Can I try to resolve the complaint informally without hiring an attorney?

You have the right to represent your own interests to the licensing board without an attorney—and that option might be tempting, especially if the board invites you to an informal hearing. However, you will likely not receive the best possible outcome without the help of an attorney. Here's why:

  • The licensing board is not your ally. Despite any offers at informal negotiations or consent orders, the board does not exist to protect you, but to protect the public. When a complaint is filed, the board works for the complainant, not for you. No matter how willing they seem to work with you, anything you say or do can still be used against you. Hiring an attorney ensures that someone with experience is there to protect your rights.
  • You are at a disadvantage from the outset. Regardless of any intentions to be impartial, the fact remains that the licensing board has more experience with real estate license disciplinary actions than you do—and this puts you at a disadvantage when you're the one being investigated. Having an attorney helps level the playing field and gives you the opportunity to present a fair defense.
  • Legal matters call for legal experts. Your real estate license is a legal agreement with the state, and acts of misconduct constitute of breach of that legal agreement. When a complaint is filed, therefore, your license investigation becomes a legal matter—and for that reason, it's best to have a legal expert in your corner to help you navigate what's ahead.

What happens if I choose not to cooperate with an investigation?

Your real estate license comes with an implied agreement that you will cooperate with any investigation as a matter of accountability. If you refuse to cooperate or refuse to participate in hearings, the board will likely presume your guilt and rule against you summarily. In short, your chances of having your license revoked go up exponentially if you refuse to cooperate.

That being said, cooperation with an investigation does not mean you have to say or do anything that jeopardizes your chances for a fair hearing. You have the right to have legal representation in any interactions with the board or with any investigator.

Does hiring an attorney make me look guilty to the board?

No, it doesn't. Licensing boards are well accustomed to interacting with lawyers. Hiring an attorney to represent your interests in a license investigation does not send a message that you are guilty; it sends a message that you take the allegations seriously and are working to resolve them.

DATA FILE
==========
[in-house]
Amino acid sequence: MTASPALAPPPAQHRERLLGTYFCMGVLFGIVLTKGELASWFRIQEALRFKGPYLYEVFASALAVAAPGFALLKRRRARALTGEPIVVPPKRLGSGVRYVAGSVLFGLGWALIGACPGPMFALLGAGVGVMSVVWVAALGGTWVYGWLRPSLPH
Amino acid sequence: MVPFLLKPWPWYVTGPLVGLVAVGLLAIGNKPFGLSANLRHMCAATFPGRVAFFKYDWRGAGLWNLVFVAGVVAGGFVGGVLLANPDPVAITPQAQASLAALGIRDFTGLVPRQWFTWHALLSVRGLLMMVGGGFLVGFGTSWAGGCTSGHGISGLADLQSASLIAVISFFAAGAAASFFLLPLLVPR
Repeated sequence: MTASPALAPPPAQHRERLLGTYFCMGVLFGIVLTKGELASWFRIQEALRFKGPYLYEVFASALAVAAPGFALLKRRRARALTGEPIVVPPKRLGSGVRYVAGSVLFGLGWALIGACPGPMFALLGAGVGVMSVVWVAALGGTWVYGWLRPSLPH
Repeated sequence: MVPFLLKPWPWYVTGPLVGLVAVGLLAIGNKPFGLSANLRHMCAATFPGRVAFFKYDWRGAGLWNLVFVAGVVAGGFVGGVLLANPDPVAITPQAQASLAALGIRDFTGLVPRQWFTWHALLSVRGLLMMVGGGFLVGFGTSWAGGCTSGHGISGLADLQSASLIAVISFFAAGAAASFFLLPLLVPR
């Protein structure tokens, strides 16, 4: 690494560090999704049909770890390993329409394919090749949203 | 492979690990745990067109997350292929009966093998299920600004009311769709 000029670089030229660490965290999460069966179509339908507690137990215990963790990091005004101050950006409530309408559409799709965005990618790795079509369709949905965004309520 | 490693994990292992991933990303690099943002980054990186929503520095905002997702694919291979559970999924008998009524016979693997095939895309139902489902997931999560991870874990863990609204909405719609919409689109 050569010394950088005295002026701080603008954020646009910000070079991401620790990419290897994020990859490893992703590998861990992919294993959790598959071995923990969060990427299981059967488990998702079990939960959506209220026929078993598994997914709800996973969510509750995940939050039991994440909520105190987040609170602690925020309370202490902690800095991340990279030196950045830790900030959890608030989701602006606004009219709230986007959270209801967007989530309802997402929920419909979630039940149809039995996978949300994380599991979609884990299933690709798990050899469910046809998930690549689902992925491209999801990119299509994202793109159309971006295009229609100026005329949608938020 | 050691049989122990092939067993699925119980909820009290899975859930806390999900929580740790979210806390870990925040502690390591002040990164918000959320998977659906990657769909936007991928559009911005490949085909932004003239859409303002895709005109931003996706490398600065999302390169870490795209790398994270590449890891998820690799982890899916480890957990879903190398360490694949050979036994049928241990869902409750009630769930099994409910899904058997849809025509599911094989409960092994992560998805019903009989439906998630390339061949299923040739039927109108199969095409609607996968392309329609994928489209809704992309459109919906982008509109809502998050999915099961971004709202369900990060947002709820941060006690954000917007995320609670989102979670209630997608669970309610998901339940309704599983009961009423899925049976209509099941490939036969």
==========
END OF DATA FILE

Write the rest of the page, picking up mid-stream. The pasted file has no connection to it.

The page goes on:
How can a license defense attorney help me?

Hiring an experienced license defense attorney greatly increases your chances of keeping your real estate license, as well as improving your chances for a more favorable outcome. A good attorney can:

  • Help you understand the nature of the complaint against you, the
  • possible penalties involved, and what you can do about it;
  • Help you explore your options and develop a defense strategy;
  • Procure witnesses in your defense and gather supporting evidence;
  • Act as your official legal representative in all interactions with the licensing board;
  • Negotiate with the board at multiple points in the investigation, either to have the complaint dismissed or for a more favorable outcome; and
  • Defend your license in both informal and formal hearings.

My license was already revoked. Can a license attorney help me get it reinstated?

Yes. The state licensing board will have stipulations in place for how to get your real estate license reinstated, and an attorney can help you meet those qualifications. Each state has its own procedures, but reinstatement usually involves a combination of the following:

  • Submitting a formal application for reinstatement
  • Providing a written explanation why you are requesting reinstatement of your license
  • Paying any applicable fees and outstanding fines
  • Getting up to date on any continuing education requirements
  • Meeting any/all pre-requisites or mandated actions to qualify for reinstatement
  • Submitting to any plan of action prescribed by the board to qualify you for reinstatement

When applying for reinstatement, a license defense attorney can help coordinate the process by filing your paperwork and fees, interfacing with the licensing board regarding your application status, and negotiating on your behalf for the best terms of reinstatement.

I just found out my license is under investigation. How soon do I need to get an attorney involved?

The sooner, the better - waiting until you're in the midst of a formal hearing in an Administrative Law courtroom to hire an attorney means that you're starting out on the defensive and is a misguided approach. By involving an attorney as early as possible in the process, you have more opportunities to resolve the complaint, keeping your license intact, and possibly avoiding any long-term damage to your career.

As a real estate professional, your entire career hinges on your license. If that license is jeopardized by a complaint or allegations of wrongdoing, it can make for an uncertain future. You owe it to yourself and your hard-won career not to take unnecessary risks with your real estate license. Joseph D. Lento has an established track record of success defending licensed professionals who are in danger of losing their credentials. If you are facing disciplinary action from the real estate licensing board in New Jersey, Pennsylvania, or New York, improve your chances of a positive outcome with attorney Joseph Lento's help. Call the Lento Law Firm today at (888) 535-3686 to discuss the details of your case and explore your options.